Sáez, A., Margalef, O., Becerril, L., Herrera, C., Goff, J., Pla-Rabes, S., Lara, L. E., & Giralt, S. (2022). Geological and Climatic Features, Processes and Interplay Determining the Human Occupation and Habitation of Easter Island BT  - The Prehistory of Rapa Nui (Easter Island): Towards an Integrative Interdisciplinary Framework (V. Rull & C. Stevenson (eds.); pp. 311–344). Springer International Publishing. https://doi.org/10.1007/978-3-030-91127-0_13


Research on Easter Island’s (or Rapa Nui’s) prehistory has mainly been approached from archeological and paleoecological perspectives. The reconstruction of changes in island society has been based largely on the evidence of anthropic activities found in archeological sites and on paleoenvironmental reconstructions. These reconstructions characterized the evolution of the island’s lakes and the changes in vegetation. Many studies address the date of the first human arrival and the origin of those colonizers, two issues that are still controversial. Another recurring theme has been the scientific effort to reconstruct the deforestation of the landscape focusing on the drastic deforestation during fourteenth fifteenth centuries. There are two groups of authors on this topic: those arguing that changes in Easter Island society and landscape were mainly the result of anthropogenic factors (Flenley and King 1984; Mieth and Bork 2005; Hunt and Lipo 2006; Wilmshurst et al. 2011; Stevenson et al. 2015, among others), and those that propose dynamic models combining both climate change and social drivers (Nunn 2007; Lima et al. 2020; Rull 2021).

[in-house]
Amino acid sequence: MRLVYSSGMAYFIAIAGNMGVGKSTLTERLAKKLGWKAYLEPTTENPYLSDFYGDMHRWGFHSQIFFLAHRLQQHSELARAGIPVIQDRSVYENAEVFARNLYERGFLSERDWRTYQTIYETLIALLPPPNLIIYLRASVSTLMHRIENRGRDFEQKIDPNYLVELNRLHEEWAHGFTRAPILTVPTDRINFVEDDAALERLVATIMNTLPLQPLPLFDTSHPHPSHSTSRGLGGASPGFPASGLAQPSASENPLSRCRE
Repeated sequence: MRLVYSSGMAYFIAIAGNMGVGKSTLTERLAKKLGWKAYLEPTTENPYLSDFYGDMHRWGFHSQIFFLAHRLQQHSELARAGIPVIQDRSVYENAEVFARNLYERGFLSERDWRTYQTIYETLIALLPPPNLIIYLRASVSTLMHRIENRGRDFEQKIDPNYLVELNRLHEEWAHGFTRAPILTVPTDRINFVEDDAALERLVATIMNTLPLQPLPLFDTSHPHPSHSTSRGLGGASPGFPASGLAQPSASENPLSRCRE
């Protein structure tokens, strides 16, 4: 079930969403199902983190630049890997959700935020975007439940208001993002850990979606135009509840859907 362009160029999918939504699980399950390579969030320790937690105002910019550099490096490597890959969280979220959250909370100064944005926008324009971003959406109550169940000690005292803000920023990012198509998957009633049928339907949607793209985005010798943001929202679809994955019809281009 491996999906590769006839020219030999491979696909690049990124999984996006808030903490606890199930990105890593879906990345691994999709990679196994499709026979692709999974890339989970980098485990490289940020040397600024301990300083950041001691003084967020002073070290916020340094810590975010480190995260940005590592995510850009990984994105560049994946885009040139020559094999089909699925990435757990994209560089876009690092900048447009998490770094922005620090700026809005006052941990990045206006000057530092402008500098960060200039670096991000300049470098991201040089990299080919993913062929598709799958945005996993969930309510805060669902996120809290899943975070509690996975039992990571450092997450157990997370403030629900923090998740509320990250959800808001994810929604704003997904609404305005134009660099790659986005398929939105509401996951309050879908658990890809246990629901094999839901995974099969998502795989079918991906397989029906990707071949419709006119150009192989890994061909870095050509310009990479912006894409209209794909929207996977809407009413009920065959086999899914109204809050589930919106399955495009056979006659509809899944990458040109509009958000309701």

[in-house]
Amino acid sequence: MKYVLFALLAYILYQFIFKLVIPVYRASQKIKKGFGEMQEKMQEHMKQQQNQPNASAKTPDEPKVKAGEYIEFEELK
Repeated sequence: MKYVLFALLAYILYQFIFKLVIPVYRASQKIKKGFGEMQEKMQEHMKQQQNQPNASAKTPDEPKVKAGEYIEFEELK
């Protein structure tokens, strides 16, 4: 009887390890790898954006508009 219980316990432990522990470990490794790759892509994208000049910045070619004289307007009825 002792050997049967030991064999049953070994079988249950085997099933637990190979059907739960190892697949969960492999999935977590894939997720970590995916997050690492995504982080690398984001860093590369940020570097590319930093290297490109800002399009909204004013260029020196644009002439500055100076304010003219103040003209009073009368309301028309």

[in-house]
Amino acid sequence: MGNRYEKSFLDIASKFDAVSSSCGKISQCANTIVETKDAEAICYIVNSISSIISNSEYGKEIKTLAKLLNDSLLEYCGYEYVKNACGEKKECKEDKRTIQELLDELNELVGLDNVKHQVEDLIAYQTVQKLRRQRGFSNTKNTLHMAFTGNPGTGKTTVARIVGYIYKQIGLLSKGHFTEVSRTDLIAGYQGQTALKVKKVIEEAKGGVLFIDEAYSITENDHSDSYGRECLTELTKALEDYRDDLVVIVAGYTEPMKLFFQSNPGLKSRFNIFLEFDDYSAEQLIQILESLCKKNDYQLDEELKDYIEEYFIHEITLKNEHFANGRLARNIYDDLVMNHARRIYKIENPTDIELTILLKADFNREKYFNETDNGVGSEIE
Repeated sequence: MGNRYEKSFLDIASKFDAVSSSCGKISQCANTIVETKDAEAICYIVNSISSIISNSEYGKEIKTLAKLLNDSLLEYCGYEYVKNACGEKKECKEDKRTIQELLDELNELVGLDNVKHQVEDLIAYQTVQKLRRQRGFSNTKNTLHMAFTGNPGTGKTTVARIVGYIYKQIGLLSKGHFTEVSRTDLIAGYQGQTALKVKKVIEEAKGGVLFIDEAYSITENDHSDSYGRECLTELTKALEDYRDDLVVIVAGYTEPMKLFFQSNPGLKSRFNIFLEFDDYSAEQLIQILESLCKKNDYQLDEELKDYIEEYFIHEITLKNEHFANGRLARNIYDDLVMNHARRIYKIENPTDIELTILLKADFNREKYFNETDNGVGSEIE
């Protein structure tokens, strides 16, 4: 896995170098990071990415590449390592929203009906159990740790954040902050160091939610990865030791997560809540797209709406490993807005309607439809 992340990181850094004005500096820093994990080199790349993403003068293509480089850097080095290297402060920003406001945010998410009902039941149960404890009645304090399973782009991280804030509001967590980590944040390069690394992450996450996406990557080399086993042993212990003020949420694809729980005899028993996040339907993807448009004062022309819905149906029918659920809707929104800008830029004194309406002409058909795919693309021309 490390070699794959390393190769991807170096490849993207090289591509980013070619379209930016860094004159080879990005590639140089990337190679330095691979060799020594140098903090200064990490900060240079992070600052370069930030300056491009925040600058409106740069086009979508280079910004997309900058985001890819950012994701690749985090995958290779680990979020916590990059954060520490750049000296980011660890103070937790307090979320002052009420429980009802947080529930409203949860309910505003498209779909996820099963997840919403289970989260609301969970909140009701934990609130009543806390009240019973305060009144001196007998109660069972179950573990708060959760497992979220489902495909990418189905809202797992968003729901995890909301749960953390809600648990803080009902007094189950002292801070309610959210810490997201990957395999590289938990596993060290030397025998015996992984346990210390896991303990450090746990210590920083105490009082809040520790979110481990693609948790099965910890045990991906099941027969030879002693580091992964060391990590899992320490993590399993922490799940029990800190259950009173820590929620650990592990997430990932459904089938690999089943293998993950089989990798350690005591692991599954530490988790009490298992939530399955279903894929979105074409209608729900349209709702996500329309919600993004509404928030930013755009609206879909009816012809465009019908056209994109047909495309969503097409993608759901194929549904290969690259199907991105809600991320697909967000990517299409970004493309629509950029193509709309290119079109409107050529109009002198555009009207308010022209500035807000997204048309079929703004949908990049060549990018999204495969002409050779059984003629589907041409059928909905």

Original article

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